Located in the eastern slope of the Central Andes, Rio Claro protects a 650ha remnant of what was once a great forest that extended across the Magdalena Valley, into which the Claro River drains. This humid tropical lowland forest is one of Colombia’s most important spots for endemism as many species of bird, plant, amphibian and insect can only be found here. The reserve is one of Colombia’s most beautiful natural spots, boasting a jungle-laden canyon and crystal-clear river. What makes Rio Claro so special? Aside from being part of the important Middle-Magdalena Valley bio-region, it is thought this particular area was once a Pleistocene wilderness where temperatures and forest cover remained constant while the surrounding regions underwent massive change in the ensuing epochs. Species sought refuge and, through millennia of isolation, diversified into the species we recognise today, many of which have remained isolated.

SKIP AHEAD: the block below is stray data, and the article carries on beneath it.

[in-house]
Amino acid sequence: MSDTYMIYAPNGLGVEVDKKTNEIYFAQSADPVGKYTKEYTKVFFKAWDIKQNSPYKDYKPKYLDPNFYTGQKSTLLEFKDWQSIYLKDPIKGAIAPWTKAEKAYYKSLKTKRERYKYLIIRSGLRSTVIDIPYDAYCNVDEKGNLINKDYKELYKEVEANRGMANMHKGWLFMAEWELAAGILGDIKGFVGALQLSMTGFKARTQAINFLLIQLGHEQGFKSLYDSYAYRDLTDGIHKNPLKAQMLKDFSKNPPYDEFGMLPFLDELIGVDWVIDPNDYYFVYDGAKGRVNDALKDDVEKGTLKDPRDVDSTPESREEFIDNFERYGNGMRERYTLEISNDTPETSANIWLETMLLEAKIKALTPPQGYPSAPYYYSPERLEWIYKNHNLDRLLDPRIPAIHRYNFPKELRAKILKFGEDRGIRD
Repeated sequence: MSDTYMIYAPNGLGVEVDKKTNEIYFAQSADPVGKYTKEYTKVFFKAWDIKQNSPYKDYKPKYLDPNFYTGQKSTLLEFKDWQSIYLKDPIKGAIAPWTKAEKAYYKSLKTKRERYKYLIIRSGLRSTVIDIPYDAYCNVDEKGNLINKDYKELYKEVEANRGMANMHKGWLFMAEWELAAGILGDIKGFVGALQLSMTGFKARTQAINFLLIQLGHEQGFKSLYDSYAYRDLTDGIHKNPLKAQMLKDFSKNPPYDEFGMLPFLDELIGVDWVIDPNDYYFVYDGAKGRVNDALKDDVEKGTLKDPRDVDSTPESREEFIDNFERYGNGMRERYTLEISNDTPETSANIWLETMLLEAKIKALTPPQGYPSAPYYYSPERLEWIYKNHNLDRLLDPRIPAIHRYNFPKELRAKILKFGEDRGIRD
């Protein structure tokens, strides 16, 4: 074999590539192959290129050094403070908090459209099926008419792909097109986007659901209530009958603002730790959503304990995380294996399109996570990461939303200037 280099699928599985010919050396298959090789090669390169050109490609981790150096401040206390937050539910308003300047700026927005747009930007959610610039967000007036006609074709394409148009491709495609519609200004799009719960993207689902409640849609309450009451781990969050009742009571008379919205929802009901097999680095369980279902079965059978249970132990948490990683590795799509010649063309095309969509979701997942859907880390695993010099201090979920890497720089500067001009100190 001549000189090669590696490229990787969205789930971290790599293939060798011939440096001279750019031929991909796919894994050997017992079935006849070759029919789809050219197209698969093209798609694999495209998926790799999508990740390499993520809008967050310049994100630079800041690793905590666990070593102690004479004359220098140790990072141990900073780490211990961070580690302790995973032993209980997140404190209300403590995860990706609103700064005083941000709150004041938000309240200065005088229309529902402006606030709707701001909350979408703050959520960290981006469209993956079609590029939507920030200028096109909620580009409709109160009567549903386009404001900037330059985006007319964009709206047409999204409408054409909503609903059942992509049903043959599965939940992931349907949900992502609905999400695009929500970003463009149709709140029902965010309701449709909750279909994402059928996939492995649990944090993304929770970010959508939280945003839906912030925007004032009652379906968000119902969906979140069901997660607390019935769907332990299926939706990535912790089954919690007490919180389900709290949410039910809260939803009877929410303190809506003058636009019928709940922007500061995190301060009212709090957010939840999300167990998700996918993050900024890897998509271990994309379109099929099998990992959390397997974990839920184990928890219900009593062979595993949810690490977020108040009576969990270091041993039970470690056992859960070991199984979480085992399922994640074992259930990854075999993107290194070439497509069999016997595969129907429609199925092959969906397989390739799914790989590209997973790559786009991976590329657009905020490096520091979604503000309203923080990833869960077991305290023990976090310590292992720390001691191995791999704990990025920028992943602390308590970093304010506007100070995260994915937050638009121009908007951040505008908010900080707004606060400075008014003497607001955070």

Rio Claro is also a geological marvel, a startling sheer-walled marble canyon formed after millions of years of water erosion, magnificent to behold when coupled with the beauty of the naked rock itself.
Located just three hours by road from Medellin, Rio Claro is a perfect spot for wildlife watching, birding, rafting, canyoning, tubing, zip-lining, caving and simply getting away from the hustle and bustle of the city. The open-sided rooms at one of the various accommodations offered by the reserve provide a clear view of the undisturbed state of the surrounding forest. Howler monkeys roar from high in the trees and toucans soar across the canopy as you make your way along the various paths through the reserve. One particularly interesting spot is the Oilbird Trail which takes you to a large cave where these strange, large nocturnal birds live, locally referred to as guacharos due to the sound they make when excited.